Listed below are recent posts across all of CalRecyle's blogs.

  • U.S. Climate Alliance Provides Climate Leadership

    On June 1, 2017, President Donald Trump announced the United States would withdraw from the United Nations Paris Climate Accord, signifying a dramatic change in the nation’s approach to climate change and its effects on our natural resources, infrastructure, and public health. On the same day, California Governor Jerry Brown, New York Governor Andrew Cuomo, and Washington Governor Jay Inslee formed the U.S. Climate Alliance, a bipartisan coalition of states to address the existential threat of climate change. California and 14 other states have pledged to meet our share of the Paris Agreement greenhouse gas reduction targets and reduce GHG emissions by at least 26 to 28 percent below 2005 levels by 2025. 


    California Governor Jerry Brown, New York Governor Andrew Cuomo, Former Secretary of State John Kerry, Washington Governor Jay Inslee.  Photo by Nature Conservancy. 

    The Paris Agreement

    On December 12, 2015, 196 nations adopted the Paris Agreement, a legally binding framework for an internationally coordinated effort to tackle climate change. The agreement establishes a goal to reduce global temperatures by 2 degrees Celsius below pre-industrial averages. The goal is to balance GHG emissions with sequestration efforts resulting in a net reduction in emissions. Each participating nation submitted its own plan to help meet the agreement’s goals, to be reviewed and adjusted every five years as progress is made. The Paris Agreement emphasizes global progress and recognizes that each country has a unique starting point in its aim to combat climate change. Developed countries will lead the way and support developing countries in the effort.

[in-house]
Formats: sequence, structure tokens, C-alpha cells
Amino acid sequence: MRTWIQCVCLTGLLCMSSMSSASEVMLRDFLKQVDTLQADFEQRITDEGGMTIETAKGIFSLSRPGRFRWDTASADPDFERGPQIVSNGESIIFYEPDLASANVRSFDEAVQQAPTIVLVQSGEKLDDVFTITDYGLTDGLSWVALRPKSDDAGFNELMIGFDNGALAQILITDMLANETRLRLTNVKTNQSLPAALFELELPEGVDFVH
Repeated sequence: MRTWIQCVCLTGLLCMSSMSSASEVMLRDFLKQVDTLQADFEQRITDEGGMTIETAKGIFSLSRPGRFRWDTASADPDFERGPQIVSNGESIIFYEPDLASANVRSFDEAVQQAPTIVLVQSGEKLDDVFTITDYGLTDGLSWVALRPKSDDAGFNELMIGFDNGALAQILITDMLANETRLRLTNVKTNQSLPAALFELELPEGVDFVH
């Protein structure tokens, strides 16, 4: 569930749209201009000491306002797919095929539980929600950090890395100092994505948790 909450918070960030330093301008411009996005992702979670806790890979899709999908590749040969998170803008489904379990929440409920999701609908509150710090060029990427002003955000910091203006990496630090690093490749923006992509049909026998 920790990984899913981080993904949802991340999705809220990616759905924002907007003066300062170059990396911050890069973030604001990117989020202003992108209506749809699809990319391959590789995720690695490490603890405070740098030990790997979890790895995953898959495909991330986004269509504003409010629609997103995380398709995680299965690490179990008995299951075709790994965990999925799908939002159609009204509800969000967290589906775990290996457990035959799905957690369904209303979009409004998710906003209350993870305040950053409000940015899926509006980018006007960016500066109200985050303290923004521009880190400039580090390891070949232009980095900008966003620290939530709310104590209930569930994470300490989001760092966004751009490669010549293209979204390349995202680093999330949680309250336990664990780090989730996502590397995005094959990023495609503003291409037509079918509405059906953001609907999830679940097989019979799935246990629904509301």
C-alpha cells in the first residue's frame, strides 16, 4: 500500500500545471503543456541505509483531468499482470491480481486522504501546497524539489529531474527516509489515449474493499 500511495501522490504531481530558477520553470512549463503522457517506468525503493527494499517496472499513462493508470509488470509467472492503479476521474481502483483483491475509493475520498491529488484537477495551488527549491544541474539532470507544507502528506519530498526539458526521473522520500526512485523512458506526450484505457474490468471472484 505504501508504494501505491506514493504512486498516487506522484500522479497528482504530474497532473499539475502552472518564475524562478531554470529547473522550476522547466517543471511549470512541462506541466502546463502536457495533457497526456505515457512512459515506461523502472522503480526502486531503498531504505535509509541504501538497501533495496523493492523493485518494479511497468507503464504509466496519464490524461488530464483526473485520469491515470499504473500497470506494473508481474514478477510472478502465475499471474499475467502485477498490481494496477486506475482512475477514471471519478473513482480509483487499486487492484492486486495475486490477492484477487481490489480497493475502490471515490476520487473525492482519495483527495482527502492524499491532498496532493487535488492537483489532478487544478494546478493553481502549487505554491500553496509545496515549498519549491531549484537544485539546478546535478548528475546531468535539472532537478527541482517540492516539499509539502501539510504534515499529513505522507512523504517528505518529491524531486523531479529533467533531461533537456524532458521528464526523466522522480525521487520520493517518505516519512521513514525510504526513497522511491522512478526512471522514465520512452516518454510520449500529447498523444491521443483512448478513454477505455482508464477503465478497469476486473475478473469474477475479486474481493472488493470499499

Photo Credit 2 Executive Magazine 


    The U.S. Climate Alliance

    California and other member states in the U.S. Climate Alliance are implementing policies to reduce carbon pollution and other GHGs, promote clean energy deployment, and track and report progress to the global community. In doing so, these states are growing clean energy economies, creating new jobs, protecting human health, and investing in resilient communities. 



    California Leading the Way

    Governor Jerry Brown identified six climate strategy pillars spanning every sector of the economy from transportation to power to energy to land management. A few of the actions underway:

    • California’s goal of 1.5 million zero emission vehicles on the road by 2025 will significantly reduce pollution and GHGs.
    • The state is working to decarbonize its electricity sector and reach a target of 50 percent renewable energy. Energy usage goals for new residential construction (zero net energy by 2020) and commercial construction (zero net by 2030) are in place.
    • Innovative farm and ranch management practices are being promoted to build adequate organic matter in soil, increase carbon sequestration, and reduce overall GHGs.